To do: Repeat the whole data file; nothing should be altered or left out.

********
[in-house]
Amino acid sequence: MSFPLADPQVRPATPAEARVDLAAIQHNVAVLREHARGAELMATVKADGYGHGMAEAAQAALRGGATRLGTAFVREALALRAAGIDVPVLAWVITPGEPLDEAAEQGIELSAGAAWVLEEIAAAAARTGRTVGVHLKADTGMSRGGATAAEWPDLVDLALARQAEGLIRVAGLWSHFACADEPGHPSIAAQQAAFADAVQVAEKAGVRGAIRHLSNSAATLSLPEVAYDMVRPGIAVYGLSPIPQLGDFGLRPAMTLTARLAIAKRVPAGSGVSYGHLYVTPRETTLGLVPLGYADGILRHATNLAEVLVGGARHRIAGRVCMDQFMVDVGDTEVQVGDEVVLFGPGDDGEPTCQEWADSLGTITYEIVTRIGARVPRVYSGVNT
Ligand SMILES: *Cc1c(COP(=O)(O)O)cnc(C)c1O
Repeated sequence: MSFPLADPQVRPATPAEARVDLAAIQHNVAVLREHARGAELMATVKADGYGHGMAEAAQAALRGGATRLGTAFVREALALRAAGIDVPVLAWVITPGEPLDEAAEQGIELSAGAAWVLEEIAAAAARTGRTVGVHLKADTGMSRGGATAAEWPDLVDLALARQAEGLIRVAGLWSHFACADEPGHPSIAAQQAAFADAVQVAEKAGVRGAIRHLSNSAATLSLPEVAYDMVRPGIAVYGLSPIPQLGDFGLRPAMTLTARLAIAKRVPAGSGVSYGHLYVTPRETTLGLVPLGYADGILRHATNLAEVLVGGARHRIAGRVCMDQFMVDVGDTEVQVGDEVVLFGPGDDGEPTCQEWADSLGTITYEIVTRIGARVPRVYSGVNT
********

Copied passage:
[in-house]
Amino acid sequence: MSFPLADPQVRPATPAEARVDLAAIQHNVAVLREHARGAELMATVKADGYGHGMAEAAQAALRGGATRLGTAFVREALALRAAGIDVPVLAWVITPGEPLDEAAEQGIELSAGAAWVLEEIAAAAARTGRTVGVHLKADTGMSRGGATAAEWPDLVDLALARQAEGLIRVAGLWSHFACADEPGHPSIAAQQAAFADAVQVAEKAGVRGAIRHLSNSAATLSLPEVAYDMVRPGIAVYGLSPIPQLGDFGLRPAMTLTARLAIAKRVPAGSGVSYGHLYVTPRETTLGLVPLGYADGILRHATNLAEVLVGGARHRIAGRVCMDQFMVDVGDTEVQVGDEVVLFGPGDDGEPTCQEWADSLGTITYEIVTRIGARVPRVYSGVNT
Ligand SMILES: *Cc1c(COP(=O)(O)O)cnc(C)c1O
Repeated sequence: MSFPLADPQVRPATPAEARVDLAAIQHNVAVLREHARGAELMATVKADGYGHGMAEAAQAALRGGATRLGTAFVREALALRAAGIDVPVLAWVITPGEPLDEAAEQGIELSAGAAWVLEEIAAAAARTGRTVGVHLKADTGMSRGGATAAEWPDLVDLALARQAEGLIRVAGLWSHFACADEPGHPSIAAQQAAFADAVQVAEKAGVRGAIRHLSNSAATLSLPEVAYDMVRPGIAVYGLSPIPQLGDFGLRPAMTLTARLAIAKRVPAGSGVSYGHLYVTPRETTLGLVPLGYADGILRHATNLAEVLVGGARHRIAGRVCMDQFMVDVGDTEVQVGDEVVLFGPGDDGEPTCQEWADSLGTITYEIVTRIGARVPRVYSGVNT